Career Resources / Nurse Abbreviations and Acronyms
Nursing, like most jobs, has its own language. From credentials to certifications and specialties, it can get a little confusing for new nurses, patients, or families who want to know what is going on in a healthcare setting.
In this post, we will give you an overview of various acronyms and abbreviations that are most used for nurses and in hospitals.
- Common professional licenses
- Common nursing certifications
- Hospital acronyms and abbreviations
- Common nursing degrees
- Nursing degree FAQs
Common professional licenses
- A-GNP – Adult-Gerontology Primary Care Nurse Practitioner
- APRN – Advanced Practice Registered Nurse
- CNS – Clinical Nurse Specialist
- CRNA – Certified Registered Nurse Anesthetist
- FNP – Family Nurse Practitioner
- LPN – Licensed Practical Nurse
- LVN – Licensed Vocational Nurse
- NP – Nurse Practitioner
- PMHNP – Psychiatric Mental Health Nurse Practitioner
- RN – Registered Nurse
- WHNP – Women’s Health Nurse Practitioner
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Common nursing certifications
- CCM – Certified Case Manager
- CDN – Certified Dialysis Nurse
- CNA – Certified Nursing Assistant
- CNE – Certified Nurse Educator
- CNL – Clinical Nurse Leader
- CNM – Certified Nurse Midwife
- LNC – Legal Nurse Consultant
- OCN – Oncology Nurse Certified
- RNC – Registered Nurse Certified
- SANE – Sexual Assault Nurse Examiner
- TCRN – Trauma Certified Registered Nurse
- TNS – Trauma Nurse Specialist
- WCC – Wound Care Certified
- WCN-C – Wound Care Nurse Certified
- WOCN, WOC – Wound, Ostomy, Continence Nurse
Hospital acronyms and abbreviations
- A&O – Alert and Oriented
- ACLS – Advanced Cardiac Life Support
- AMA – Against Medical Advice
- BLS – Basic Life Support
- C&S – Culture and Sensitivity test
- CCU – Critical Care Unit
- CEU – Continuing Education Units
- CMA – Certified Medical Assistant
- CRT – Certified Respiratory Therapist
- CNO – Chief Nursing Officer
- DNR – Do Not Resuscitate
- DO – Doctor of Osteopathy
- ER – Emergency Room
- H&P – History and Physical
- I&O – Intake and Output
- ICU – Intensive Care Unit
- IM – Internal Medicine
- L&D – Labor and Delivery Unit
- LOC – Level of Consciousness
- MD – Medical Doctor
- MSW – Medical Social Worker
- NICU – Neonatal Intensive Care Unit
- NPO – nothing by mouth (in Latin)
- NRP – Neonatal Resuscitation Program
- OBT – OB Triage Unit
- OR – Operating Room
- OT – Occupational Therapy/Therapist
- PACU – Post Anesthesia Care Unit
- PALS – Pediatric Advanced Life Support
- PCA – Patient Care Assistant
- PCU – Progressive Care Unit
- PPE – Personal Protective Equipment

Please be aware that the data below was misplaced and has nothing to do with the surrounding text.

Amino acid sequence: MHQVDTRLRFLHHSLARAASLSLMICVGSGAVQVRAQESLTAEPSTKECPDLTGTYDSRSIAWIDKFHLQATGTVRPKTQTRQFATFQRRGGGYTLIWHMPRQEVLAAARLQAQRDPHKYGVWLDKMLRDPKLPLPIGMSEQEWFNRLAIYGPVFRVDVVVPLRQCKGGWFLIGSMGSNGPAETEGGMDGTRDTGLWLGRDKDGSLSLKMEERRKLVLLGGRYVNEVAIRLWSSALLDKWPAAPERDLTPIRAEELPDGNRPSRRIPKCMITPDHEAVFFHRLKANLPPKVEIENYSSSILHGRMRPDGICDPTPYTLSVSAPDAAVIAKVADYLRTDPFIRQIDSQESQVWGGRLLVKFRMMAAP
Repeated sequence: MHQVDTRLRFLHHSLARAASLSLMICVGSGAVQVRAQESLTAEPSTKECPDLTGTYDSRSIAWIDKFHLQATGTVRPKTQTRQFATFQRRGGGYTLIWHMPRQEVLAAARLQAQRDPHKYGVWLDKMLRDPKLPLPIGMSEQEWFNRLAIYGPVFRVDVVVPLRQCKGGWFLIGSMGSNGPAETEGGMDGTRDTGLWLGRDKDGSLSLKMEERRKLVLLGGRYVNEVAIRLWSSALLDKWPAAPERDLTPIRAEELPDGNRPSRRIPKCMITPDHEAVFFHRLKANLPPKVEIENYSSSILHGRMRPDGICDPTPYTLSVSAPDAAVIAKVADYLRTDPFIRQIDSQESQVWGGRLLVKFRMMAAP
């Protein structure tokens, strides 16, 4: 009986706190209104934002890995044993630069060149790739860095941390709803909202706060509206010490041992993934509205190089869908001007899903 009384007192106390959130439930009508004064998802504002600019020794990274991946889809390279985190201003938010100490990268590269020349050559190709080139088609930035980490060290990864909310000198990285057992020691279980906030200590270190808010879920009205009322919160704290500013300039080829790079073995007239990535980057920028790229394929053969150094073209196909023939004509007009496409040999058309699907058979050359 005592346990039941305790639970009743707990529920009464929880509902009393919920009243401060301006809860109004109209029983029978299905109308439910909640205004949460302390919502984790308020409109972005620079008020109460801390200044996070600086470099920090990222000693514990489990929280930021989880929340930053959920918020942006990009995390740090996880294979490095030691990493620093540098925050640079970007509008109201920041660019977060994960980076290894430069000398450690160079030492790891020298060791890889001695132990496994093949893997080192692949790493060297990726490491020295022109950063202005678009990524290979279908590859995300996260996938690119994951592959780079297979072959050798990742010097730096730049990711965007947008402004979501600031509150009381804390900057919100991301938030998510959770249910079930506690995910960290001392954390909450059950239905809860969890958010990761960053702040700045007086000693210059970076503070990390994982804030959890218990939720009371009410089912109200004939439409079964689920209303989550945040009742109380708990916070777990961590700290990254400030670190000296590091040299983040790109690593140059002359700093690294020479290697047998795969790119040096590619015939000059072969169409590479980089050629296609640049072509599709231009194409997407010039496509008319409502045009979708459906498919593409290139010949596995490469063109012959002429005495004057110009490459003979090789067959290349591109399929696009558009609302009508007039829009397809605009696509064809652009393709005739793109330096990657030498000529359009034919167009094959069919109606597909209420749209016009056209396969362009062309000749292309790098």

- PRN – As required (in Latin)
- PT – Physical Therapy/Therapist
- RT – Respiratory Therapy/Therapist
- ST – Speech Therapy/Therapist
- Tele – Telemetry Unit
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Common nursing degrees
- ADN – Associate Degree in Nursing: The ADN degree is considered a two-year college degree. It prepares students to pass the NCLEX-RN exam and become registered nurses (RNs).
- BSN – Bachelor of Science in Nursing: A BSN degree is a four-year college degree. BSN programs include the same course work that ADNs cover, plus additional courses in management and research. Students who graduate with a bachelor’s degree become eligible to take the NCLEX-RN test to get licensed as an RN.
- MSN – Master of Science in Nursing: The MSN degree can take two years or more to complete. For acceptance into an MSN program, students must already have an ADN or BSN degree and a nursing license. A master’s degree prepares students to take certification exams in their specialty and become nurse practitioners (NPs) or advanced practice registered nurses (APRNs).
- DNP – Doctor of Nursing Practice: A DNP degree can take two years or more to complete with full-time study. To be accepted into a doctoral program, students must already have an ADN, BSN, or MSN degree and a nursing license. DNP graduates can also become certified as NPs or APRNs.
Nursing degree FAQs
In most cases, the quickest way to become an RN is to enroll in a school with an ADN degree program. Upon graduation, ADN students are eligible to take the RN license exam.
No, you can become a nurse without a bachelor’s degree. To be a nurse, you must graduate from an accredited nursing school and pass a licensing exam. You have many choices when it comes to nursing schools, and BSN programs are only one option. Students who want a faster track might enroll in licensed practical nurse (LPN) or licensed vocational nurse (LVN) diploma programs, or an ADN program.
Yes, in nursing there are many types of bridge programs. Students who want to move from one degree to another can find programs all over the US and also through online universities. Some examples of bridge programs in nursing include:
For more advice on developing your nursing career, head over to Incredible Health’s Nursing Career Resources page.
NCLEX stands for the National Council Licensure Exam. It is a nursing competency test. All U.S. states and Canada require a passing score on NCLEX exam to become licensed as a nurse. There are two versions of the test. LVNs and LPNs must pass the NCLEX-PN. RNs must pass the NCLEX-RN.
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There are hundreds more nursing abbreviations and acronyms out there. From time to time, even nurses may forget one, or have to look something up. So if you come across a term you don’t understand, don’t sweat it. A simple search online may help, or you can always ask a trusted healthcare professional. Check out Incredible Health’s Community for help. We hope this guide has helped!
- “NCLEX and other exams”. ncsbn.org. Accessed September 8, 2022.
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